Maj. Ingalls was married march 1, 1871 to Mary I. Morse, daughter of Walter and Susan Morse, and she presides over their beautiful home with true grace, uniting with her husband in cordial welcome to all who cross its threshold to share its bounteous hospitalities. Five children complete their family - Herbert F, Grace M, Neva M, Walter F and Fred.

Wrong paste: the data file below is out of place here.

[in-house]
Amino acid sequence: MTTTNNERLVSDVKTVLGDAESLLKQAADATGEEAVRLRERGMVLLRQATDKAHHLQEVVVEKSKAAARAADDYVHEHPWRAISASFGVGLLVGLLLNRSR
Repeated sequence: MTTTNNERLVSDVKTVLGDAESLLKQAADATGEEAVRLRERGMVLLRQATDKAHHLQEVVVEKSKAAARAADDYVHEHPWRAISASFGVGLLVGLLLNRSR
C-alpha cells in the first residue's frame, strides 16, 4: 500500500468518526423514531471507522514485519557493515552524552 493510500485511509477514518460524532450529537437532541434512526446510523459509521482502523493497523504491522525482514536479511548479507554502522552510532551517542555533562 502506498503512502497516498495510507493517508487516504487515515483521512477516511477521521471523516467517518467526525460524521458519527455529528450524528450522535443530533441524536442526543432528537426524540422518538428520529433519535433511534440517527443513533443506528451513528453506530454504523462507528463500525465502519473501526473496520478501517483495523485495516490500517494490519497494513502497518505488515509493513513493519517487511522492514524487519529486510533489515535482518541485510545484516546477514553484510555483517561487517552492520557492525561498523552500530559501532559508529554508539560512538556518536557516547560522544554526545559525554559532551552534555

Our subject's title as Major is due to his connection with one of the leading military organization of Il. September 20, 1878 he organized a company of 100 men, which was enrolled as Company F, 4th IL National Guards and for 10 years he was Captain of the company and was then promoted to the position of Lieutenant-Colonel. The regiment was subsequently disbanded and Col. Ingalls received the compliment of being commissioned Major of the 6th Reg. of IL Natl Guards, and still holds that rank. Socially he is connected with the Knights Templar and the grand Army of Republic. His services as a public official in various responsible capacities have often been in demand, the calibre of his mind, his high-toned character and his native ability, marking him as a man eminetnly fitted to fill important places. He was a member of the County Board of Supervisors for Sublette Twp one term, and represented his district in the 34th General Assembly, which elected Gen. John A. Logan to the US Senate in 1885. The Major's political relations are with the Republican party of which he is an ardent advocate.